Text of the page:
Shifting perspectives on coastal impacts and adaptation
|Title||Shifting perspectives on coastal impacts and adaptation|
|Publication Type||Journal Article|
|Year of Publication||2014|
|Authors||Brown S, Nicholls R.J, Hanson S, Brundrit G., Dearing JA., Dickson M.E, Gallop SL., Gao S., Haigh I, Hinkel J, Jiménez JA., Klein R.J.T., Kron W., Lázár AN., Neves CF, Newton A., Pattiaratachi C., Payo A., Pye K., Sánchez-Arcilla A., Siddall M., Shareef A., Tompkins E., Vafeidis A, van Maanen B., Ward PJ., Woodroffe CD.|
|Journal||Nature Climate Chnage|
|Type of Article||Commentary|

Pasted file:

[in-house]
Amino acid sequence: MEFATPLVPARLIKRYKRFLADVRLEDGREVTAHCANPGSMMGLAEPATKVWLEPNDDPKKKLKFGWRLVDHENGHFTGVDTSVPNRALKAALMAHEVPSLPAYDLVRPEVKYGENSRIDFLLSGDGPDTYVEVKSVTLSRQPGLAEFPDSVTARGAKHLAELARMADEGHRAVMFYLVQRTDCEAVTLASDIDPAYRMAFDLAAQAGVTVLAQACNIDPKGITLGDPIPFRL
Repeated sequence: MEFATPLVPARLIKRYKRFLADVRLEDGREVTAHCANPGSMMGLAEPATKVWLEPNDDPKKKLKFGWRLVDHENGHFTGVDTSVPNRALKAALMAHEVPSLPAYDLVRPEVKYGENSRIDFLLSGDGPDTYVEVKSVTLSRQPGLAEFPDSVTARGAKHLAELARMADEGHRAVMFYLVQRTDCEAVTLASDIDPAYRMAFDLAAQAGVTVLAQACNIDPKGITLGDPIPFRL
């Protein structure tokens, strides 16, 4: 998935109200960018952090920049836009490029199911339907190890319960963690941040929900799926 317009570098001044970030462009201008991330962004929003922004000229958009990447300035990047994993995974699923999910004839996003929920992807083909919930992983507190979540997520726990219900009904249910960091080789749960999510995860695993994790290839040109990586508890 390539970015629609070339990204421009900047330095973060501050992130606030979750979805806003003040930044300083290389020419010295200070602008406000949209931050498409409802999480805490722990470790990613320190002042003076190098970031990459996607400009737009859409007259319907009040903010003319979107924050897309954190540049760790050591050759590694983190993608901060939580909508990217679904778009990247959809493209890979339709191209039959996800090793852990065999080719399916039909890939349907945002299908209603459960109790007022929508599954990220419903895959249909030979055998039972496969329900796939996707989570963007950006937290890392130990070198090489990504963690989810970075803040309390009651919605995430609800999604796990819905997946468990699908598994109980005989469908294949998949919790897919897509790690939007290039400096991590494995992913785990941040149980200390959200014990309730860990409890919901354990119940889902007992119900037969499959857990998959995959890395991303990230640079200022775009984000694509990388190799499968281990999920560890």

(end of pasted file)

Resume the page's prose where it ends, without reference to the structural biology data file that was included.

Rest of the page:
With the release of the Intergovernmental Panel on Climate Change (IPCC)'s Fifth Assessment Report (AR5)1, climate change has again been identified as an important driver of change. Coasts are particularly vulnerable, as they are directly affected by rising sea levels, storminess and other climate drivers: this is accentuated by other issues and changes such as urbanisation, including indirect landward and seaward influences (for example, reduced water and sediment input due to dams). Adverse consequences include increased flooding, salinization, erosion, and wetland and biodiversity loss1. Several recent extreme meteorological events have caused catastrophic human and economic losses in coastal areas, such as Cyclone Nargis (Myanmar, 2008), Storm Xynthia (France, 2010), Hurricane Sandy (eastern United States, Canada and Caribbean, 2012) and Typhoon Haiyan (Philippines, 2013). Although coasts have always been hazardous places to live, global economic losses have significantly increased in recent decades2. Climate change is exacerbating those risks. This Commentary demonstrates how successive IPCC coastal chapters1,3, 4, 5, 6 have shifted from impacts towards adaptation, assessing the relative role of climate change within a broader environmental framework, with increasing clarity and nuance, despite continuing uncertainties.